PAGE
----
21.09.19 – 17.11.19
Cuban artist Susana Pilar (1984, Havana) bases her work in her own experience and history, in order to address topical and historical issues concerning migration, race and gender. Her personal background is a typical product of the history and particular demographic realities of her homeland, where colonization and slavery have left pervasive marks. The exhibition Body Present brings together a number of works of a performative nature that are rooted in the artist’s body and invoke the assertive, black woman.
The photographic series Llave maestra (‘master key’) shows Pilar posing with a machete. The Cuban war of independence, against the Spanish colonial rulers, was mainly fought with this common tool that has remained an important national symbol to this day. The artist’s pose in the photographs is defiant, even provocative. But the self-assured pose is just as much that of a defensive shield to protect a woman against the everyday violence she is confronted with.
That continuous struggle of a black woman to claim her position in society, and the perseverance with which she seeks to liberate herself from different forms of oppression, are hinted at in the video Resistencia (‘resistance’). The historical 19th-century round stables that are now part of the DuSable Museum of African American History in Chicago were the location for this performance — without an audience — in which the artist fought to resist the power of a high-pressure fan.
The expressive potential of the body is further explored in the series Dibujos Robados (‘stolen drawings’). These drawings are the product of hand gestures resulting from moving the body. Yet they cannot be regarded as just the residue of a performative gesture, as they are also a form of recordings, in which the essence of the corporeal, the sensual and the personal is captured.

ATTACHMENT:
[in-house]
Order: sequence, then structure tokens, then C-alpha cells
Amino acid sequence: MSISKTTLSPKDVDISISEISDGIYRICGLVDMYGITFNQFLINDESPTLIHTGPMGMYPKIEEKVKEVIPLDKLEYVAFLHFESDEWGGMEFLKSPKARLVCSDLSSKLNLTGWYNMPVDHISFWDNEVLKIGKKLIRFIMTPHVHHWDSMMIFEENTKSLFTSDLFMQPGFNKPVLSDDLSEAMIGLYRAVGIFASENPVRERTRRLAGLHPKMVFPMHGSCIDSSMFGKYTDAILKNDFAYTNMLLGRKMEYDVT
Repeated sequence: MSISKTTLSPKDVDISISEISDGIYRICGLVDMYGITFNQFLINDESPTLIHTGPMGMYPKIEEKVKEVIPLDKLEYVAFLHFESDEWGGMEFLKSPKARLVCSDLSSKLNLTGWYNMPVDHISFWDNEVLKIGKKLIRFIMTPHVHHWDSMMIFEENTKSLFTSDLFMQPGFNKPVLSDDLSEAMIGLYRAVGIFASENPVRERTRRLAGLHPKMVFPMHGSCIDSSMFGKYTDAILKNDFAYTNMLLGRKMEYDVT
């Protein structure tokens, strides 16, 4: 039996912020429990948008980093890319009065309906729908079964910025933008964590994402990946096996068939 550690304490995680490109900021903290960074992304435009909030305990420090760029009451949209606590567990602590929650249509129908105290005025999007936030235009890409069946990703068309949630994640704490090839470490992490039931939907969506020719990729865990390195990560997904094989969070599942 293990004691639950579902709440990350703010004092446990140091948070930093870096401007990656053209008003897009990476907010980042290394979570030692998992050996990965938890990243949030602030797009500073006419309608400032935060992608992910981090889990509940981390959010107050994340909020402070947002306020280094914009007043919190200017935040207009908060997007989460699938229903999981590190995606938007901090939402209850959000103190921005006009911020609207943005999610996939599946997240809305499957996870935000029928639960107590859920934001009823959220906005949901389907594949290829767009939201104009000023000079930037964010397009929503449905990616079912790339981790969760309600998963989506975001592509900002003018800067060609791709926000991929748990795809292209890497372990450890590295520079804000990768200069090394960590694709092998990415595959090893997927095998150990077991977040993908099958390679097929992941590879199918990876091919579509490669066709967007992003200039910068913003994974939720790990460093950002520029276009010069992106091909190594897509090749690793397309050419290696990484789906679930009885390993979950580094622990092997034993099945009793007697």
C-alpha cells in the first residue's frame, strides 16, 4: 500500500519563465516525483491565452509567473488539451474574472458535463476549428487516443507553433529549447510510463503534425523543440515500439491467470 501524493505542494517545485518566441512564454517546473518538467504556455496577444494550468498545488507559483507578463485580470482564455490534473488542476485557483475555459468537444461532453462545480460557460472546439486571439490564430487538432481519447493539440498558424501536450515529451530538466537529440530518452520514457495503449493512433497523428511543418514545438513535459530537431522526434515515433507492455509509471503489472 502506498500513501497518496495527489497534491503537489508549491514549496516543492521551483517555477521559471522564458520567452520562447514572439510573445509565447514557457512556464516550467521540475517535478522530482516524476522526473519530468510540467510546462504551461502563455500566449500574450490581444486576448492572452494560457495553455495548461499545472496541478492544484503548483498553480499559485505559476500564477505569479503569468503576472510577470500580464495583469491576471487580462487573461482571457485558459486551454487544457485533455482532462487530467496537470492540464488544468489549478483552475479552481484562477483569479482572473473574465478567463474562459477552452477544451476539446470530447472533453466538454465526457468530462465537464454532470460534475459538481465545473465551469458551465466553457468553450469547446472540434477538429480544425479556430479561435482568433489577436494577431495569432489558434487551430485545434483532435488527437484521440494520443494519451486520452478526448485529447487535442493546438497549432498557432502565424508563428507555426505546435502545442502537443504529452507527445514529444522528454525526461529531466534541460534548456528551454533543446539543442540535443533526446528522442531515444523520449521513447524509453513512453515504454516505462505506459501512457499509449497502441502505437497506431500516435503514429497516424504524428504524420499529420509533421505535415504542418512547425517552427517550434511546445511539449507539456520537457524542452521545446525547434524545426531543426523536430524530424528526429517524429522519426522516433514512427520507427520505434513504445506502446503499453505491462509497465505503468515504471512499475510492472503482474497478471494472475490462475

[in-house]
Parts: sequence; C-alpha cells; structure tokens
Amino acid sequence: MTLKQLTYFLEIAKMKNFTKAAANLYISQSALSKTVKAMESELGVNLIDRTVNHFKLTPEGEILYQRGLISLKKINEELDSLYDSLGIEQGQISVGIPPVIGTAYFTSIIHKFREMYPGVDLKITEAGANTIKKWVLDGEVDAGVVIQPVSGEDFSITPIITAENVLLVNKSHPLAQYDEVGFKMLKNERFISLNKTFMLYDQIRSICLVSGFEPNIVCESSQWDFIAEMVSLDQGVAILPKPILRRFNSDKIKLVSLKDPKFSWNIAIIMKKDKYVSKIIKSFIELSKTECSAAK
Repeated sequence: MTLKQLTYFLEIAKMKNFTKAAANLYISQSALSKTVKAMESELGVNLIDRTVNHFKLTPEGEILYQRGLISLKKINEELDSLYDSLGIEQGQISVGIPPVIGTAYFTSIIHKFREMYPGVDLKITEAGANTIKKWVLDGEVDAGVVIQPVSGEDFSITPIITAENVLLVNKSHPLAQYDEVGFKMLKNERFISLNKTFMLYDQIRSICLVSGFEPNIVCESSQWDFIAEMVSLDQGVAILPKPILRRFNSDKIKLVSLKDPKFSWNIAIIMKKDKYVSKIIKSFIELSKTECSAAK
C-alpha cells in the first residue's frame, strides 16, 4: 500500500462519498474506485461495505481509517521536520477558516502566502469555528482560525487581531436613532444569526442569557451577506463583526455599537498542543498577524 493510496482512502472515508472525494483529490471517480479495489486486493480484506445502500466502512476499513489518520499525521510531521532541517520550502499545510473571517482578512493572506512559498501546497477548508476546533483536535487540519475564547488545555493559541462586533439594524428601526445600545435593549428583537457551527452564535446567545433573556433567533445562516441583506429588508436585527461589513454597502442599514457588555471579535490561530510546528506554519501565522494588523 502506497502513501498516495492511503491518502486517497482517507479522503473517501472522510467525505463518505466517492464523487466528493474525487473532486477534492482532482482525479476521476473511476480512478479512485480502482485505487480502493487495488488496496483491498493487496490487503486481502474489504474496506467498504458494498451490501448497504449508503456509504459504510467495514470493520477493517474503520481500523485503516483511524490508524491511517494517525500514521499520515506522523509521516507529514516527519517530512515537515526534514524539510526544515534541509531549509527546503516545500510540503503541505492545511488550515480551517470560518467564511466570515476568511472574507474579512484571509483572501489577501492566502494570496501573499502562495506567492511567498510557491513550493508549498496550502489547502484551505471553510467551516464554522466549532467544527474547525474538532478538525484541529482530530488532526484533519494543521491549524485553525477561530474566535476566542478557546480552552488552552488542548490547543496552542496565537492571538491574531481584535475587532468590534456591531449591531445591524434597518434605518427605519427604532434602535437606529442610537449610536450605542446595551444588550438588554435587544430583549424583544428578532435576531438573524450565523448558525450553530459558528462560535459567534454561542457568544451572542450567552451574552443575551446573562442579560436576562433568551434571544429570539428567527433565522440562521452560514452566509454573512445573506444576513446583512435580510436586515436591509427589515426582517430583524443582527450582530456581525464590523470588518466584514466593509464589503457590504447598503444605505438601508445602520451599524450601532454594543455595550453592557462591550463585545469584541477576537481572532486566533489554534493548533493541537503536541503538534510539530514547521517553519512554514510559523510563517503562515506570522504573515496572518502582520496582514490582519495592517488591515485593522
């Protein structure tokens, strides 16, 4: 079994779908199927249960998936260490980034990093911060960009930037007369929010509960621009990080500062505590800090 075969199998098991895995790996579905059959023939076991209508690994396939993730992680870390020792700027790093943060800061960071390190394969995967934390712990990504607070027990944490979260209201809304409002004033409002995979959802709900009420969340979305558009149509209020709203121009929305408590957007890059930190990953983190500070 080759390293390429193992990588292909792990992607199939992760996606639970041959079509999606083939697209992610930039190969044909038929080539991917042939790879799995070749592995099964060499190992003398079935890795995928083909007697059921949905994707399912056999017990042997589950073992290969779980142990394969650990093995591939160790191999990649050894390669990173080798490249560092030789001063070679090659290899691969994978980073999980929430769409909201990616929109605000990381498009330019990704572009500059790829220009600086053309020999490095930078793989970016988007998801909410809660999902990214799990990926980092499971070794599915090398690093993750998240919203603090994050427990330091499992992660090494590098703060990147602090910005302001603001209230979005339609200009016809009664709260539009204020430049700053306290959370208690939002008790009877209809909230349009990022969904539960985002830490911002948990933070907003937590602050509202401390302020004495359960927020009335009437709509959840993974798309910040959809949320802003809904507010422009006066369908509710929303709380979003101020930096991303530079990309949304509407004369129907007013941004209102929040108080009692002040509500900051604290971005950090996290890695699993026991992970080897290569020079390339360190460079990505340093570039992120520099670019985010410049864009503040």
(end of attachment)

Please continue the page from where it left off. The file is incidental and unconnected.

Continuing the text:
Susana Pilar’s search for her own descent and identity as part of the African diaspora is the starting point for Historias Negras (‘black histories’), a new work created specifically for the central dome room at KIOSK. The room is filled with origami figures, the result of a performance on the occasion of the opening of the exhibition in which the artist folded these paper objects, one by one, using her feet. The work links Belgian colonial history with the artist’s own childhood and her descent from slaves from Sierra Leone and Congo.
The performance Re-territorialización (‘reterritorialization’), realized in 2016 in the Sicilian capital Palermo and shown here on video, refers to the present-day diaspora of migrants and refugees from the African continent to Europe. In this performance, Pilar’s body represents the current polarized Western view of the world with its stark opposition between North and South, with head and vagina symbolizing the two geographical areas. The swapping places of head hair and pubic hair reflects the individual and collective mobility and the symbolic exchange between guest and host.
In Body Present, Susana Pilar deploys her own body, as an instrument as much as an object of study, to question prevailing conventions and power structures. The body is decisive in the construction of identity but at the same time, it is continually subjected to scrutiny and judgment by others, shaping notions of gender, race and more. Susana Pilar’s work is based on her own identity, as Cuban, as Afro-Caribbean, as black, as a woman. But her understanding of the shifting significance of identity in different geographical contexts, and her linking individual and collective memory to present-day reality make sure that the work resists being contained by narrow identity politics. Instead, it invites the viewer to reflect on the ways in which we interact with, and judge, ‘the other’.